Judge Blocks Overtime Rule; Retailers Cheer Decision
A federal judge on Tuesday blocked an Obama administration rule to extend mandatory overtime pay to more than 4 million salaried workers from taking effect, imperiling one of the outgoing president's signature achievements for boosting wages. U.S. District Judge Amos Mazzant, in Sherman, Texas, agreed with 21 states and a coalition of business groups, including the U.S. Chamber of Commerce, that the rule is unlawful and granted their motion for a nationwide injunction. The rule, issued by the Labor Department, was to take effect Dec. 1 and would have doubled to $47,500 the maximum salary a worker can earn and still be eligible for mandatory overtime pay. The new threshold would have been the first significant change in four decades.
Total Retail's Take: This law would have had a drastic impact on the retail industry, particularly for those retailers with a significant number of brick-and-mortar stores, many of which employ store managers whose salaries are below the $47,500 threshold. Consider Wal-Mart, which in preparation for the new overtime law going into effect, raised salaries for entry-level managers from $47,476 to $48,500 annually. Wal-Mart, and many other retailers, were seeking to protect themselves from unpredictable additional costs for salaried employees. Retail industry groups, including the National Retail Federation (NRF) and the Retail Industry Leaders Association (RILA) aggressively lobbied against the passage of the new law, and naturally were happy with Judge Mazzant's ruling.
“The Labor Department’s overtime changes are a reckless and aggressive overreach of executive power, and retailers are pleased with the judge’s decision,” NRF Senior Vice President for Government Relations David French said in a company press release. “The rules are just plain bad public policy, and we're pleased that the judge is allowing time for the case to go forward before they can go into effect. We hope the judge ultimately finds in our favor, and in the meantime this timeout gives Congress a chance to take another look at the impact of these rules.”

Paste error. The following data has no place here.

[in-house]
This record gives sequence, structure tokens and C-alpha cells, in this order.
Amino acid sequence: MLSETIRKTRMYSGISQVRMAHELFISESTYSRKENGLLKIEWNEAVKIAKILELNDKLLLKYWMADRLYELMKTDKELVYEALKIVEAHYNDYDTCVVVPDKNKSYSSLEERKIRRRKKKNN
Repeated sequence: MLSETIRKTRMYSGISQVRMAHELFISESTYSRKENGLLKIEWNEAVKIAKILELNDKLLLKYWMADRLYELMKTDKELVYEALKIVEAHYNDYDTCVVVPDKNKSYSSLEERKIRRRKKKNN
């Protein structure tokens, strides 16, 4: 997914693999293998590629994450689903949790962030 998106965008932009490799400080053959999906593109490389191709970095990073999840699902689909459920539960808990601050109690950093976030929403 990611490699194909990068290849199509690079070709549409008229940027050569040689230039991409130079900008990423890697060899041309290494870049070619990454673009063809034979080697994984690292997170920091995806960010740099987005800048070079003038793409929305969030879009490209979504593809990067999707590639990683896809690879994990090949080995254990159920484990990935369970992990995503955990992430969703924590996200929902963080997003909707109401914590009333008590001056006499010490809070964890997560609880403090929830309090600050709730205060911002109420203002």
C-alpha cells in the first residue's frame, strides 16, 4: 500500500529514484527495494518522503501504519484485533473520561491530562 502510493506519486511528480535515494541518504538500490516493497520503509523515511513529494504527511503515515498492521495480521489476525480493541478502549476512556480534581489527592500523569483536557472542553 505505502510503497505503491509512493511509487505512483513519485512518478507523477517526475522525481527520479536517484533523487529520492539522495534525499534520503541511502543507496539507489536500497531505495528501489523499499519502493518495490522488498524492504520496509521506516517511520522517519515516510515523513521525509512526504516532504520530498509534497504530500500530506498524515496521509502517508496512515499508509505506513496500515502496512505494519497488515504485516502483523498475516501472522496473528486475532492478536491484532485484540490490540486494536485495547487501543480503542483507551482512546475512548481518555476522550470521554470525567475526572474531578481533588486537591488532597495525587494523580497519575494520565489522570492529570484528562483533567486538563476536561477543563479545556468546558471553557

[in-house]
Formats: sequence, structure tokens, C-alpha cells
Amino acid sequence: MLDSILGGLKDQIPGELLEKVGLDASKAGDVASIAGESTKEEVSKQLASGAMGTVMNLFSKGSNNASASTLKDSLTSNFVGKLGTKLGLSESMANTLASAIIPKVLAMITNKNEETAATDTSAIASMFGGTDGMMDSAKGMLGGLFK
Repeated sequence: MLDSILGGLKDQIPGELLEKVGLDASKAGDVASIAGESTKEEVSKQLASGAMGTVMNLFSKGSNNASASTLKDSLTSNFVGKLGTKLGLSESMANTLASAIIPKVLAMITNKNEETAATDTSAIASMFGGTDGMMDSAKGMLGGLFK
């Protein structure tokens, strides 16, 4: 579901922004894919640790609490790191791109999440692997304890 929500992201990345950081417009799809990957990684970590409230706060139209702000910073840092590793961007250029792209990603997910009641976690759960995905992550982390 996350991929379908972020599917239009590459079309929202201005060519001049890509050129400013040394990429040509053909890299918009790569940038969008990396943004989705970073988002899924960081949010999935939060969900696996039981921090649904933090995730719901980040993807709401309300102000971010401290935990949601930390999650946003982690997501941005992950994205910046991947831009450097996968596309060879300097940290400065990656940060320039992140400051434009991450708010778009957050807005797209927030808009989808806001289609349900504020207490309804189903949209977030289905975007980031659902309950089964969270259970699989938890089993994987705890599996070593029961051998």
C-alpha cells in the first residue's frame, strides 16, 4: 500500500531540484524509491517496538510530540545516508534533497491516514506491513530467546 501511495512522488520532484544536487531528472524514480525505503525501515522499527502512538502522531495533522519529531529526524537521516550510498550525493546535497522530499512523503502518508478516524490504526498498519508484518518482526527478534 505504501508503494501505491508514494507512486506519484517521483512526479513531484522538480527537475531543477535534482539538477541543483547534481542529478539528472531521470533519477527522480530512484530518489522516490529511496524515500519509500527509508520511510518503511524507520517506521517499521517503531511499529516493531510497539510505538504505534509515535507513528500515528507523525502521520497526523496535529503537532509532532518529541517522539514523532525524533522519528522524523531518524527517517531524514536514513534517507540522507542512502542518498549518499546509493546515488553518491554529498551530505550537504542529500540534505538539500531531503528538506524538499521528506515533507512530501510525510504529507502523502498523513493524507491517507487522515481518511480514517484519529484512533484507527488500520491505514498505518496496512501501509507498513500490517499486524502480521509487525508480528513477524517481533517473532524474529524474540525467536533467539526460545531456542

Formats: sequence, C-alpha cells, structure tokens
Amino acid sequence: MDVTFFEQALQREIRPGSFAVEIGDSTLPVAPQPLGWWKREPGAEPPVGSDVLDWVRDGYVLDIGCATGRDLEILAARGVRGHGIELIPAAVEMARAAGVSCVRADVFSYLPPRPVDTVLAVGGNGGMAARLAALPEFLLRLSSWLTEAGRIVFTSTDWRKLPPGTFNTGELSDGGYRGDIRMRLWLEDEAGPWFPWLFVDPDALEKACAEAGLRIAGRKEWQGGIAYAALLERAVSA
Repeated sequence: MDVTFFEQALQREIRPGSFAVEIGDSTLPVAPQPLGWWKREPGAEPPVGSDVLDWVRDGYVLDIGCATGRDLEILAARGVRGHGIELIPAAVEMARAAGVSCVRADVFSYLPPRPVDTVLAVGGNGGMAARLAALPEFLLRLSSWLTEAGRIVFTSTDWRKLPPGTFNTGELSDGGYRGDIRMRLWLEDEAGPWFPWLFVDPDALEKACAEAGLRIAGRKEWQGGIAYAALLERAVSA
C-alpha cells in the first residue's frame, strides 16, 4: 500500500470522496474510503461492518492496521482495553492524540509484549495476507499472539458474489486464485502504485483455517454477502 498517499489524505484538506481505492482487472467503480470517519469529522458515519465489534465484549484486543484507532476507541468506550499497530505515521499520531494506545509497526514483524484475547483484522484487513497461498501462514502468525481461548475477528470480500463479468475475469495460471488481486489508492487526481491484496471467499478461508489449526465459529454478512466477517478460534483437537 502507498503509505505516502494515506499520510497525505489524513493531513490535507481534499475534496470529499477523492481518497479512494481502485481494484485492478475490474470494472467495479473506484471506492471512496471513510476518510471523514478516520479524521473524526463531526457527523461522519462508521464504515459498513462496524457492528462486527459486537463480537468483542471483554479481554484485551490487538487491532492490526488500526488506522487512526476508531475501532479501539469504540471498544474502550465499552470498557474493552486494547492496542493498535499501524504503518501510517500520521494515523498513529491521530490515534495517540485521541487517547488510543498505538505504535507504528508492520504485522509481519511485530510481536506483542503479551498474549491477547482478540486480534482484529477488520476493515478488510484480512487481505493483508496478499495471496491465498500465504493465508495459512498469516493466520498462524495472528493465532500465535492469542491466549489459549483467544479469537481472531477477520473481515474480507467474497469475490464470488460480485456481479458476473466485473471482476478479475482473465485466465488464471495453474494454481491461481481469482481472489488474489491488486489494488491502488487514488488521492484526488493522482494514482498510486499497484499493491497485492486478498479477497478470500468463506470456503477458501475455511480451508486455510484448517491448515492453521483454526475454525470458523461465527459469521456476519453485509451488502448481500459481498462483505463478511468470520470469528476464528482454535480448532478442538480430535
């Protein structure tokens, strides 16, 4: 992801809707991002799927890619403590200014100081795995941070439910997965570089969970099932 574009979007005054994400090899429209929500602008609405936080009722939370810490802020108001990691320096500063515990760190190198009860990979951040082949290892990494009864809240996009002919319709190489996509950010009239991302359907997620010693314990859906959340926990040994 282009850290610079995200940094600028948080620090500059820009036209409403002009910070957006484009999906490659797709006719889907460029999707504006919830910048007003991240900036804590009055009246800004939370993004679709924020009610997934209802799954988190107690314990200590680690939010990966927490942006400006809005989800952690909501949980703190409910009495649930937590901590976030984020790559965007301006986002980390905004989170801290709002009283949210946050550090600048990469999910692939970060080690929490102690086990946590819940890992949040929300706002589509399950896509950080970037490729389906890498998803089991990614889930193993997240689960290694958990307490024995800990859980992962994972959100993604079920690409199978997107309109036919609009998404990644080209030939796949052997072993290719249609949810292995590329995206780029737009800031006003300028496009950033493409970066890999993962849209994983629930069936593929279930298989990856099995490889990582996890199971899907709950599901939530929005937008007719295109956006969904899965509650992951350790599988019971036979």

I think the right decision was made here. While the law was created with good intentions — workers making less than $47,500 a year that felt they were being exploited by their employers with longer-than-normally-scheduled workdays would be compensated for their extra work — it very likely was going to come at the expense of middle-manager jobs. Many retailers said they would be unable to afford the $47,500 threshold, thus limiting the hiring they did for those positions. Furthermore, many hourly workers figured less likely to be promoted to a salaried manager position.
While the law isn't dead yet — the Labor Department is evaluating its options and could choose to appeal the decision — President-Elect Donald Trump has already voiced his opposition to the law. Congress could choose to pass legislation that would upend the law or the Labor Department could drop the appeal when Trump takes office.
Related story: States, Businesses File Lawsuit Against New Overtime Rules